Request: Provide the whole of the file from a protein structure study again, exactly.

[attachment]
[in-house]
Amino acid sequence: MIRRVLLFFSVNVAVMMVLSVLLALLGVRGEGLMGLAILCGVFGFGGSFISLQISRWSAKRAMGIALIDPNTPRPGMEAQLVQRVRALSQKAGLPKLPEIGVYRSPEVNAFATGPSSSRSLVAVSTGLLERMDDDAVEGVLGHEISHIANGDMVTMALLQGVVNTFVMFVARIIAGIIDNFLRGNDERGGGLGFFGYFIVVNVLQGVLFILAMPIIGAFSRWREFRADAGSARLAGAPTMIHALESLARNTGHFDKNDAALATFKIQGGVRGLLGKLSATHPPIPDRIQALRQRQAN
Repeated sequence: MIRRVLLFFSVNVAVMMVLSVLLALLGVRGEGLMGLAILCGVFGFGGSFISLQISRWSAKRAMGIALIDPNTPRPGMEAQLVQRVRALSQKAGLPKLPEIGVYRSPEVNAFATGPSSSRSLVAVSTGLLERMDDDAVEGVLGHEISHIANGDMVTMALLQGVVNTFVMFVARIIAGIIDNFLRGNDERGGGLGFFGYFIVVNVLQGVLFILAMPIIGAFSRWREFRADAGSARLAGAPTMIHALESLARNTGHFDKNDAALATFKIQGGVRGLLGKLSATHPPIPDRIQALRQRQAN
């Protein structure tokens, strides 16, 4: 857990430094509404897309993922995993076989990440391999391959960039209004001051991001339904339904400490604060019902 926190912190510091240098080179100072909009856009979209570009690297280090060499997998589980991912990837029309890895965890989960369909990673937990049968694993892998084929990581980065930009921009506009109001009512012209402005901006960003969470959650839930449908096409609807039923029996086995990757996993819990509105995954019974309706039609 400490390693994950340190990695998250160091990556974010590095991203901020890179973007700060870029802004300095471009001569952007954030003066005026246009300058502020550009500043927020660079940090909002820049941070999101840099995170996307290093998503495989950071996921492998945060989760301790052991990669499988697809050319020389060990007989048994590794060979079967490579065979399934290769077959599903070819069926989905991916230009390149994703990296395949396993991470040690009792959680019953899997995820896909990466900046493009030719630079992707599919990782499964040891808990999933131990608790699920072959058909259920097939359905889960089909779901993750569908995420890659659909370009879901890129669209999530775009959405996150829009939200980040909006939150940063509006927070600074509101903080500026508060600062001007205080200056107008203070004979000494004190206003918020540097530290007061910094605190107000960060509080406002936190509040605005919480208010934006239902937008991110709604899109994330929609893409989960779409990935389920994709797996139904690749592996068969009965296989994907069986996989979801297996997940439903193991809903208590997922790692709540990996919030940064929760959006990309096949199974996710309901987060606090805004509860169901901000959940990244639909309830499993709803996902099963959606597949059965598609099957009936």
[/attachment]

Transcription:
[in-house]
Amino acid sequence: MIRRVLLFFSVNVAVMMVLSVLLALLGVRGEGLMGLAILCGVFGFGGSFISLQISRWSAKRAMGIALIDPNTPRPGMEAQLVQRVRALSQKAGLPKLPEIGVYRSPEVNAFATGPSSSRSLVAVSTGLLERMDDDAVEGVLGHEISHIANGDMVTMALLQGVVNTFVMFVARIIAGIIDNFLRGNDERGGGLGFFGYFIVVNVLQGVLFILAMPIIGAFSRWREFRADAGSARLAGAPTMIHALESLARNTGHFDKNDAALATFKIQGGVRGLLGKLSATHPPIPDRIQALRQRQAN
Repeated sequence: MIRRVLLFFSVNVAVMMVLSVLLALLGVRGEGLMGLAILCGVFGFGGSFISLQISRWSAKRAMGIALIDPNTPRPGMEAQLVQRVRALSQKAGLPKLPEIGVYRSPEVNAFATGPSSSRSLVAVSTGLLERMDDDAVEGVLGHEISHIANGDMVTMALLQGVVNTFVMFVARIIAGIIDNFLRGNDERGGGLGFFGYFIVVNVLQGVLFILAMPIIGAFSRWREFRADAGSARLAGAPTMIHALESLARNTGHFDKNDAALATFKIQGGVRGLLGKLSATHPPIPDRIQALRQRQAN
């Protein structure tokens, strides 16, 4: 857990430094509404897309993922995993076989990440391999391959960039209004001051991001339904339904400490604060019902 926190912190510091240098080179100072909009856009979209570009690297280090060499997998589980991912990837029309890895965890989960369909990673937990049968694993892998084929990581980065930009921009506009109001009512012209402005901006960003969470959650839930449908096409609807039923029996086995990757996993819990509105995954019974309706039609 400490390693994950340190990695998250160091990556974010590095991203901020890179973007700060870029802004300095471009001569952007954030003066005026246009300058502020550009500043927020660079940090909002820049941070999101840099995170996307290093998503495989950071996921492998945060989760301790052991990669499988697809050319020389060990007989048994590794060979079967490579065979399934290769077959599903070819069926989905991916230009390149994703990296395949396993991470040690009792959680019953899997995820896909990466900046493009030719630079992707599919990782499964040891808990999933131990608790699920072959058909259920097939359905889960089909779901993750569908995420890659659909370009879901890129669209999530775009959405996150829009939200980040909006939150940063509006927070600074509101903080500026508060600062001007205080200056107008203070004979000494004190206003918020540097530290007061910094605190107000960060509080406002936190509040605005919480208010934006239902937008991110709604899109994330929609893409989960779409990935389920994709797996139904690749592996068969009965296989994907069986996989979801297996997940439903193991809903208590997922790692709540990996919030940064929760959006990309096949199974996710309901987060606090805004509860169901901000959940990244639909309830499993709803996902099963959606597949059965598609099957009936």